The impact of breast cancer treatments on sleep quality 1 year after cancer diagnosis
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The increasing number of women living longer with potential side effects of breast cancer treatment highlights the need of a comprehensive assessment of its burden. Therefore, we aimed to quantify the relation between different breast cancer treatments and sleep quality 1 year after diagnosis.
A cohort of 502 newly diagnosed breast cancer patients was prospectively followed. Sleep quality was evaluated with the Pittsburgh Sleep Quality Index (PSQI), at baseline and at the 1-year follow-up. Odds ratios (OR) were computed to quantify the association between patient characteristics and poor sleep quality (PSQI score >5) at baseline, and relative risks (RR) were computed for the association between treatments and the occurrence of poor sleep quality at 1 year.
A total of 60.2% of the patients had poor sleep quality before breast cancer treatments, especially those with anxiety [OR = 2.86, 95% confidence interval (95%CI) 1.92 to 4.27] or depression (OR = 5.25, 95%CI 2.01 to 13.67). Radiotherapy increased the risk of poor sleep quality at 1 year (RR = 3.71, 95%CI 1.15 to 11.96, for a cumulative dose >50 Gy) and there was a tendency for a higher risk in those submitted to chemotherapy, although not statistically significant.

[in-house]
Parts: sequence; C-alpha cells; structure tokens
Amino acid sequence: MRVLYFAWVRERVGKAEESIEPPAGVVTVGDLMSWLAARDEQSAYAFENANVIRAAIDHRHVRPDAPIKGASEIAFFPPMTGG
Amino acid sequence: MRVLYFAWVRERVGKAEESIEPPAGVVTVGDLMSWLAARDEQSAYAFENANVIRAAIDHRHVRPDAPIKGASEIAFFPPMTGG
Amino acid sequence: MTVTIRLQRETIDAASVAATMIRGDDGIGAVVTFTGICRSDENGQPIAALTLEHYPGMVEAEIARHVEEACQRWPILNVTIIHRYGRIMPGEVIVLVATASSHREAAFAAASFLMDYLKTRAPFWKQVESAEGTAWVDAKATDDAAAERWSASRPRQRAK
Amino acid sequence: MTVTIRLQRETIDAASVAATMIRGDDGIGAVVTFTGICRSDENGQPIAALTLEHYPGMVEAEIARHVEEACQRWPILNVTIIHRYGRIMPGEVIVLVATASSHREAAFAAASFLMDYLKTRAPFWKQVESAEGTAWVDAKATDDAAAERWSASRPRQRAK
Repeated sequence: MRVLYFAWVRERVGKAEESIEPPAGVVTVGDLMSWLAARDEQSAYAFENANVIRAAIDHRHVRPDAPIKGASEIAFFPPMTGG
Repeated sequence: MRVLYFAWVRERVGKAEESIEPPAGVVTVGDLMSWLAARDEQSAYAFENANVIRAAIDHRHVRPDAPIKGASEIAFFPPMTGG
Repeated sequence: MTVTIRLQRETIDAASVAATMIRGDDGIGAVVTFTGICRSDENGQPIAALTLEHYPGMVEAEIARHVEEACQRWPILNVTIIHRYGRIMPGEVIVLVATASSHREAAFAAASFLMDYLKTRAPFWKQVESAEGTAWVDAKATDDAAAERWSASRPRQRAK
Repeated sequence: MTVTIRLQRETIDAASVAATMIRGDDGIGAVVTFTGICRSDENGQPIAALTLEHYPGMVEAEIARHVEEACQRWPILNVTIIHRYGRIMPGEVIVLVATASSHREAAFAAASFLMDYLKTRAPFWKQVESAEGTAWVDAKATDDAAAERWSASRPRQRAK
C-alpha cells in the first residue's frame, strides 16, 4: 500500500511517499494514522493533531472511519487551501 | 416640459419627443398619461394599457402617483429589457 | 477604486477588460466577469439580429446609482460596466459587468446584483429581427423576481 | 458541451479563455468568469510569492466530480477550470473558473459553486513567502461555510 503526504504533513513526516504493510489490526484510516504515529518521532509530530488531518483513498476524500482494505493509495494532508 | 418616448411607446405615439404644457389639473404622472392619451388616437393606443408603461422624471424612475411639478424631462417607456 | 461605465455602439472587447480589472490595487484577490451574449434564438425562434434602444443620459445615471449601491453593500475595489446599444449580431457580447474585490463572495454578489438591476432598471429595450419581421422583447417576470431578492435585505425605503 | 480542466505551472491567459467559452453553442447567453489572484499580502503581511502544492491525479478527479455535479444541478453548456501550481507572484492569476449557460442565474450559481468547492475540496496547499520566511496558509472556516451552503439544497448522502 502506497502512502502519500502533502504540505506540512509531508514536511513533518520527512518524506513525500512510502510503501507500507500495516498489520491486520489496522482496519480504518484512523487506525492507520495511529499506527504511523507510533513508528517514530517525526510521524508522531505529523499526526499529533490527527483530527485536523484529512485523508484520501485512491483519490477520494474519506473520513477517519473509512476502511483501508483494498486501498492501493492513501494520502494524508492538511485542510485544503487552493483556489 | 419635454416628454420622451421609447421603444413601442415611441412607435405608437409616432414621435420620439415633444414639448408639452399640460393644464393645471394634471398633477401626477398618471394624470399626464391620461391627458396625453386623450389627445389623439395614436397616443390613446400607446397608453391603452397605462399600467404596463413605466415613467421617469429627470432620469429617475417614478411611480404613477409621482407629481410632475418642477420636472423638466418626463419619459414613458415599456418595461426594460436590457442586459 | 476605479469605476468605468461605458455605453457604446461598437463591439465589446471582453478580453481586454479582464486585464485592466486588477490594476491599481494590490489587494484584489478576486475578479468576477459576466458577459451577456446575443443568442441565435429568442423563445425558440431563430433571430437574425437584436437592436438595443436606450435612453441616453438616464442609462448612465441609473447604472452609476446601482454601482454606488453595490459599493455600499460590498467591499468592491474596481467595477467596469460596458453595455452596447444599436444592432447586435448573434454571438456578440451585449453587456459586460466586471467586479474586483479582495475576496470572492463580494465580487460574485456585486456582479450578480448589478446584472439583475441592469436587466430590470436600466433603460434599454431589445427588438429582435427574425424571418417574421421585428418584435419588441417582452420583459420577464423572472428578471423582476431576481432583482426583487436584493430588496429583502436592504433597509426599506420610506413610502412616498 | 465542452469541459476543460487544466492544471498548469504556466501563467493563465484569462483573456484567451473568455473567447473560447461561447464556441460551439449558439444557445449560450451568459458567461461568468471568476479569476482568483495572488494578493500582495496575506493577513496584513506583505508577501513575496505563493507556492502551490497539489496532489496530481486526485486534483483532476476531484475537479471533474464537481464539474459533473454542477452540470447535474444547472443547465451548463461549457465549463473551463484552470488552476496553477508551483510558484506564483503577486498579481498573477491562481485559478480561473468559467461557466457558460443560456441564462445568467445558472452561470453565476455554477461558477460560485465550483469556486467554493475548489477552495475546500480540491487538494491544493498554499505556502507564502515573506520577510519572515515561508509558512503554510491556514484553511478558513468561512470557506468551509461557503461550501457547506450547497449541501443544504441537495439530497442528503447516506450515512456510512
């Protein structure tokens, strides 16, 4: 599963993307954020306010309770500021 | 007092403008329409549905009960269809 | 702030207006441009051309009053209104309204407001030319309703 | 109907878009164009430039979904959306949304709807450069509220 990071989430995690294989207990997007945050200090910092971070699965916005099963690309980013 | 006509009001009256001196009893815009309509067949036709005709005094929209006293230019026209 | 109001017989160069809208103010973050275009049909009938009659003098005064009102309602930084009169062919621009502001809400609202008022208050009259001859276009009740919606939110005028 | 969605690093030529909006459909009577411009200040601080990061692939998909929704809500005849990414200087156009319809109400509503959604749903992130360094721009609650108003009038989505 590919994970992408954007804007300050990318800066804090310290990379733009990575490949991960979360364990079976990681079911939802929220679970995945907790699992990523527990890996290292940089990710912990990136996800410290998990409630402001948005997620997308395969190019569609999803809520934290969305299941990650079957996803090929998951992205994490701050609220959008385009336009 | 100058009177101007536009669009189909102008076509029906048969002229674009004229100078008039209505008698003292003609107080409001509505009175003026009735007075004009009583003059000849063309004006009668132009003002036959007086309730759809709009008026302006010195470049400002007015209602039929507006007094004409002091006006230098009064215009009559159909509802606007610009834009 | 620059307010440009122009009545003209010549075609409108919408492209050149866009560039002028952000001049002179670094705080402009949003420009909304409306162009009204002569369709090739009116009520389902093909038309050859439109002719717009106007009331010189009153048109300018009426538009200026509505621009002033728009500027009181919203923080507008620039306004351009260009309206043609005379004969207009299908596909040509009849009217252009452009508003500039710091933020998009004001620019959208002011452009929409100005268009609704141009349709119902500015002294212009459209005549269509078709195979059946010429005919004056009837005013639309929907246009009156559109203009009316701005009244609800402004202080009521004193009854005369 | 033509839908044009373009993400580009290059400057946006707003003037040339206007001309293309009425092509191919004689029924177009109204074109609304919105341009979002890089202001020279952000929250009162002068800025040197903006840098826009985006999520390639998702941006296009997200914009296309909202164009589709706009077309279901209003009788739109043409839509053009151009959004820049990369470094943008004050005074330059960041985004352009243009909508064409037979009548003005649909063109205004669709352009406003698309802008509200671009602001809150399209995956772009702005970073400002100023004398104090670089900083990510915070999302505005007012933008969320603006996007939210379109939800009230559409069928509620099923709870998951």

Our study shows that sleep disturbances are frequent before cancer treatment and confirms their co-occurrence with other medical conditions, such as anxiety and depression. Different breast cancer treatments increase the risk of impaired sleep quality, therefore contributing to the global disability associated with cancer treatments.
KeywordsAntineoplastic protocols Breast cancer Quality of life Radiotherapy Sleep
Compliance with ethical standards
FF and ARC have received co-funded by the “Fundação para a Ciência e a Tecnologia” and the POPH/FSE Program (grant numbers SFRH/BD/92630/2013 and SFRH/BD/102181/2014, respectively). Data management activities were supported by the Chair on Pain Medicine of the Faculty of Medicine, University of Porto and by the Grünenthal Foundation – Portugal.
Conflict of interest
The authors declare that they have no conflicts of interest.
The study was approved by the Ethics Committee of the Portuguese Institute of Oncology of Porto (Ref. CES 406/011) and by the Portuguese Data Protection Authority (Ref. 9469/2012). All participants provided written informed consent.
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